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Classification of Plant Kingdom

22-JAN-2016 12:19

    Taxonomy is the Science of classification which makes the study of wide variety of organisms easy and helps us to understand the interrelationships among different groups of organisms. In Plant Kingdom the first level of classification depends whether plant body is differentiated, have special tissues for transportation, ability to bear seeds and whether the seeds are enclosed within fruits or not.


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    Classification of Plant Kingdom

    Plant Kingdom is divided in to:


    (I) Thallophyta: Various types of microorganisms like algae, fungi and bacteria have been kept under it. Algae are classified in to three categories: Red, Brown and Green algae.

    Chief characteristics of algae are:

    - Cell wall of algae is made up of cellulose.

    - Sex organs of algae are unicellular.

    - Algae store their food in the form of starch.

    Reproduction: Vegetative, Asexual and Sexual reproduction.

    Economic Utilities: It is useful in the form of food stuffs, agriculture, in trade and business, in biological research, as the fodder of domestic animals, in the form of medicines and in the formation of land. But there are many algae which act like pollutants and contaminate the drinking water. Also, watery equipments are rottened by the algae. Celphaleuros algae produce a disease called red rust in the tea plants.

    (I) Bryophytta: Plants are found at land and water but are amphibians like Liver warts, Horn warts, Moss etc. These plants are also autotrophic as chloroplasts are present.

    Economic Utilities: These plants have good absorption capacity of water and thus can be used as flood preventive measure. Also used in stopping soil erosion. Moss plant is used as a fuel called peat energy and as antiseptics.

    (II) Tracheophyta: These plants have well developed vascular tissues and divided in to xylem and phloem. Further it is divided in to three subgroups: Pteridophyta, Gymnosperms and Angiosperm.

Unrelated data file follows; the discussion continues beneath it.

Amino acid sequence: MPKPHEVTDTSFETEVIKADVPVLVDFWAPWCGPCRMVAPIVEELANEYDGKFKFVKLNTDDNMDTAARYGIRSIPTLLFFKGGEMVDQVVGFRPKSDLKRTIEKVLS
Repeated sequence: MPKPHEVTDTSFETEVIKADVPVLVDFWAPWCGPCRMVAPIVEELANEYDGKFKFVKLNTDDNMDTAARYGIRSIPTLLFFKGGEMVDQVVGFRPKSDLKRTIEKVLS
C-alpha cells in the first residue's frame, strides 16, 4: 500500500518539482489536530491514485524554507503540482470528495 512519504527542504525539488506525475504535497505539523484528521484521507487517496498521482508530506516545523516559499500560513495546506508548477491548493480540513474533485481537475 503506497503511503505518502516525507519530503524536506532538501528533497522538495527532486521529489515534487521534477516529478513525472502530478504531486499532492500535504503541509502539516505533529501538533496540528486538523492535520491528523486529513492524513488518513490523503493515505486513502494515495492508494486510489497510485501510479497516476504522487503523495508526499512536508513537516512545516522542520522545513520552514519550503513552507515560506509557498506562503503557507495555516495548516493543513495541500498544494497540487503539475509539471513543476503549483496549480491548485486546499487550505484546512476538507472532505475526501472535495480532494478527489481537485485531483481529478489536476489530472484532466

(a) Pteridophyta: In these plants there are lack of seeds and flowers.

    Examples: Club Mosses, horsetails, ferns etc.


    - These plants are sporophyte. As spores of these plants are produced in sporangia.

    - The leaves in which sporangia produces is called sporophyll.

    - On Gametophyte there exist male and female sex organ.

    - Alternation of genes is also appeared.

    - Zygospores are formed through zygote.

    Utilities: This plant is used as fodders for the domestic animals, while the seed is used as medicines.

    Algae Fungi
    1. They contain photosynthetic pigments.
    2. Autotrophic.
    3. Most of them are aquatic in habitat.
    4. The cell wall is made up of Cellulose.
    5. It contains starch as a stored food material.
    1. Photosynthetic pigments are absent.
    2. Heterotrophic.
    3. Most of them are terrestrial.
    4. The cell wall is made up of chitin.
    5. It contains glycogen and oil as the stored food material.

    (b) Gymnosperm: The plants whose seeds are completely uncoated and there is complete lack of ovary.

    Examples: Cycas, Pinus (Pines), Cedrus (Deodar) etc.


    - These plants are perennial and xerophytic.

    - Have clear cut annual rings.

    - Undergo wind- pollination and have polyembryony- characteristics.

    - One or more cotyledons in an embryo exists with radicle and plumule.

    Economic Utilities: Used in the form of food, timber & medicine. For decorative and domestic use. In making volatile oils & also used in the form of tanning and resin.

    (c) Angiosperm: This is the most- important subgroup of plants, whose seeds are coated and developed in an organ or ovary. Our major food, fibre, spice and beverage crops are flowering plants (angiosperms). Also used as medicinal plants and the respondent flavour species, latex products like rubber etc. These plants are also utilised in making perfumes, soaps and cosmetics from their oils.


    - The reproductive organ of this plant is flower and double fertilization takes place.

    - Are saprophytic, symbiotic and parasitic. Some are autotrophic also.

    - Normally appear on land but few are aquatic.

    - The vascular tissues are extremely well developed.

    Further Angiosperm is classified into two categories:

    (a) Monocotyledonae (monocot): Leaves of these plants are much longer rather than broad. Stems of monocot lack cambium and hence they increase little in girth except palm tree. Examples: Maize, wheat, rice, onion, sugarcane, barley, banana, coconut etc.


    - In the seed of these plants one cotyledon is found.

    - Their leaves have parallel venation.

    - The roots of these plants are not developed.

    - The flowers are trimerous i.e have three or multiple of three petals.

    - In the vascular part, cambium doesn’t exist.

    (b) Dicotyledonae (Dicot): These plants have two seed leaves. Have veins forming a network in their leaves. Almost have all the hardwood tree species, pulses, fruits, vegetables etc. Examples: Pea, potato, sunflower, rose, banyan, apple, neem etc.


    - In the seed of these plants two cotyledons are found.

    - In the vascular part cambium exists.

    - The flower of the plant has multiples of four or five petals.

    - These dicots plants have secondary growth.

    DISCLAIMER: JPL and its affiliates shall have no liability for any views, thoughts and comments expressed on this article.

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